A lot of people also look to the ending to see signs of the indoctrination theory, but I feel that at that point the writers had already changed their mind. People see the trees during Shepard’s run to the portal, but they were there previously as well. Fans think that the Illusive man and Anderson represent figments of Shepard’s mind: the IM wants Shepard to give in to the control whereas Anderson wants to fight! And finally, the crucible comes in the form of that same child that appeared at the start of the game and became a symbol of all of innocents Shepard failed. And you get three choices: control, destroy or combine synthetic and organic life. Curiously very similar to what Saren was saying in ME1.
Those sound like compelling arguments, but it’s just bad writing at this point. The Illusive man was there to wrap up the plot with Cerberus that you’ve dealt with the entire game. The crucible was a deus ex machina to deal with the reapers who were too powerful and the combine synths with organics option was a nice little end that dealt with a very important theme: sacrifice. Your life so that the galaxy can live together. I can appreciate what Bioware tried to do there, but I think we can all agree that the end is a very rushed plot point that was so bad that Bioware created the extended cut to deal with the very angry fans. As well as DLCs of course. They still answer to EA Games…
But honestly, it would make sense if Shepard were to fall to the indoctrination of the reapers. Not only has he spent an enormous amount of time around reapers and their artifacts, but he’s such a big threat that multiple reapers stop what they’re doing to kill him. This one human who’s done the impossible. He’s destroyed several reapers already. Sounds like a mighty fine asset to me.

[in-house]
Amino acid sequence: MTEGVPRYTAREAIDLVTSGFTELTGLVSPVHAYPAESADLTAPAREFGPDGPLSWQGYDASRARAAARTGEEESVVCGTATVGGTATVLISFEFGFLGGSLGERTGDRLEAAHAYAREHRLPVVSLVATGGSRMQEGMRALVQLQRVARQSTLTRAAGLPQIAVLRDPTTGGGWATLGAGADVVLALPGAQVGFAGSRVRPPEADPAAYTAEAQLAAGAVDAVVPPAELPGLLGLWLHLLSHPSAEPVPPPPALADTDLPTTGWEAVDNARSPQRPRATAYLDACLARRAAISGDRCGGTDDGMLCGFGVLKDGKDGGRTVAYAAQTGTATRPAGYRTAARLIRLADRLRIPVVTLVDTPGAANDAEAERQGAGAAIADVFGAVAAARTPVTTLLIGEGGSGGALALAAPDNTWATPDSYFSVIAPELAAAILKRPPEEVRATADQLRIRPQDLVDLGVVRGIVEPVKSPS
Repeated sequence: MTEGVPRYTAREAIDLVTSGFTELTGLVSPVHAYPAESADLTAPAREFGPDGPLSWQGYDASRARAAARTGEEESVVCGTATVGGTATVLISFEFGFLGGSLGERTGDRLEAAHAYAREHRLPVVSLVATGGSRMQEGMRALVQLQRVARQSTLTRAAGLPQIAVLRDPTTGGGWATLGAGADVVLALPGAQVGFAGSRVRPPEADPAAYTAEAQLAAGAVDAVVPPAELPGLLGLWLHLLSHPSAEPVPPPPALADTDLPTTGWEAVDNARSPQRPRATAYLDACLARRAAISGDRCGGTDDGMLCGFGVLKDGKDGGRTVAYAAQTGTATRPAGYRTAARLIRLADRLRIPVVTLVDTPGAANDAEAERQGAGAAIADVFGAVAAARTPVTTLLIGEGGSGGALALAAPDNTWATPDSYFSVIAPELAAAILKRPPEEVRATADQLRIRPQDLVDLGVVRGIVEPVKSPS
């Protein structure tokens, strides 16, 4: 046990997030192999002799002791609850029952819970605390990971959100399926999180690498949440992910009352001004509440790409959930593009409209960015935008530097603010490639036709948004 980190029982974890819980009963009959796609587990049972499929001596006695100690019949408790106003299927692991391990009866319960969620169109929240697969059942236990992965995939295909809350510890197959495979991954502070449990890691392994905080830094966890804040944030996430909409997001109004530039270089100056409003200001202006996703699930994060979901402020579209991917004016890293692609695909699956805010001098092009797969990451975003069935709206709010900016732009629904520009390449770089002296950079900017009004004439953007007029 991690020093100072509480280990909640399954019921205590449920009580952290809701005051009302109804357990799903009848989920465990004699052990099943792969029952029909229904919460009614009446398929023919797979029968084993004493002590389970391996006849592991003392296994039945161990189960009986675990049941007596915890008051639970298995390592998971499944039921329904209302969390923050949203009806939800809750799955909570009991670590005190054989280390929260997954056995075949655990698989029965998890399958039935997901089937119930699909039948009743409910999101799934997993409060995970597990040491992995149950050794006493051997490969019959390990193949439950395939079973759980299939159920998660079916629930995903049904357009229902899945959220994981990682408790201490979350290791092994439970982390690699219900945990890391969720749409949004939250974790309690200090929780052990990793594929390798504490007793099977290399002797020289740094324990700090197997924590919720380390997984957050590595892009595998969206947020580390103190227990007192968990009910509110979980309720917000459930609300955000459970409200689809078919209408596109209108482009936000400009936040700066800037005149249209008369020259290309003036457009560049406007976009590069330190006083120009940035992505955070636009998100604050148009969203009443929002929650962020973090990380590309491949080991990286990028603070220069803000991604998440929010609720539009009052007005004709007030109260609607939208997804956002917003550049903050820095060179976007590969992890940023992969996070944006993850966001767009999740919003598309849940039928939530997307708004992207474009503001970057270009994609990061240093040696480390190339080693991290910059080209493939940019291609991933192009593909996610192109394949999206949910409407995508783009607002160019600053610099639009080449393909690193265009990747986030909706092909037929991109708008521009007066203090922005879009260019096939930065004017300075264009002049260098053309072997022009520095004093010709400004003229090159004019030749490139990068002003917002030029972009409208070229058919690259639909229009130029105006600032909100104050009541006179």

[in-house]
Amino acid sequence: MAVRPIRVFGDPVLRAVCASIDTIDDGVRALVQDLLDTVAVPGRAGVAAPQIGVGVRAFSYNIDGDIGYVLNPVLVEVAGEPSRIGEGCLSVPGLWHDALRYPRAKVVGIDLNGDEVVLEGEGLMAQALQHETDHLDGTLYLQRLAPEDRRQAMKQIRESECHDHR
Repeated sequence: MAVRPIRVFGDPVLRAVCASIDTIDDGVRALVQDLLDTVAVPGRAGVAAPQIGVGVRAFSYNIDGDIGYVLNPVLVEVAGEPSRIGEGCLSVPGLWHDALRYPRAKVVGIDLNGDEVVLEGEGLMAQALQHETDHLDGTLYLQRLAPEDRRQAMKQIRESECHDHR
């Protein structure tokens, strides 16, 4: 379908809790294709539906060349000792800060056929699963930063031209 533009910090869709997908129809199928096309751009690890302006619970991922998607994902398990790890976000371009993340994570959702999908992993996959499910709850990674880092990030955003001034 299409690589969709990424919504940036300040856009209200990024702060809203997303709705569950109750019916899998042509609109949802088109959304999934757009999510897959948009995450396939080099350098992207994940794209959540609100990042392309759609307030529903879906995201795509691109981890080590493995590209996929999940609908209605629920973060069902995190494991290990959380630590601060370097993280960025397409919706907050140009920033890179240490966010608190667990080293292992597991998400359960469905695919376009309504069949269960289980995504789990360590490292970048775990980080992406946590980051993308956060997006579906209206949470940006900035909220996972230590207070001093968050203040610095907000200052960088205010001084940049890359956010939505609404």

It would fit with the main themes of the game as well: war brings sacrifice. Being the savoir isn’t that glamorous. It brings stress. You can’t save everyone. You have to make decisions that can cost people their life and the actions you’ve already done can catch up to you. Shepard throughout the entire game is full of stress. He’s uncertain, afraid that he’ll lose and that brings with him a heap of stress. So much in fact, that there are signs he’s become something of a death seeker. Surely it’s not that strange to think that his resistance to Reapers lessens enough that they can start sowing the seeds to indoctrinate him and deal with their greatest threat that way. Why kill him when he can become your agent? Hell, he’s the reason humanity was to become the reaper of this cycle instead of the Asari’s.
But alas, it doesn’t appear in the game. It would’ve been very interesting to see, it would’ve been a great way to test the players themselves and it could’ve made for a good ending to the trilogy. Overcoming the indoctrination, finding a weak spot through doing so and using it with the crucible to wipe off the harvesters. But due to time restraints and a bloody multiplayer mode what we got instead was a half-assed ending that, try as they may, Bioware couldn’t fully patch up by releasing new content.
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Copyright: The images used in this article are screenshots taken from the game series Mass Effect. We are allowed to use them under section 107 of the US Copyright Act of 1976. The Mass Effect game series belongs to Bioware and EA Games.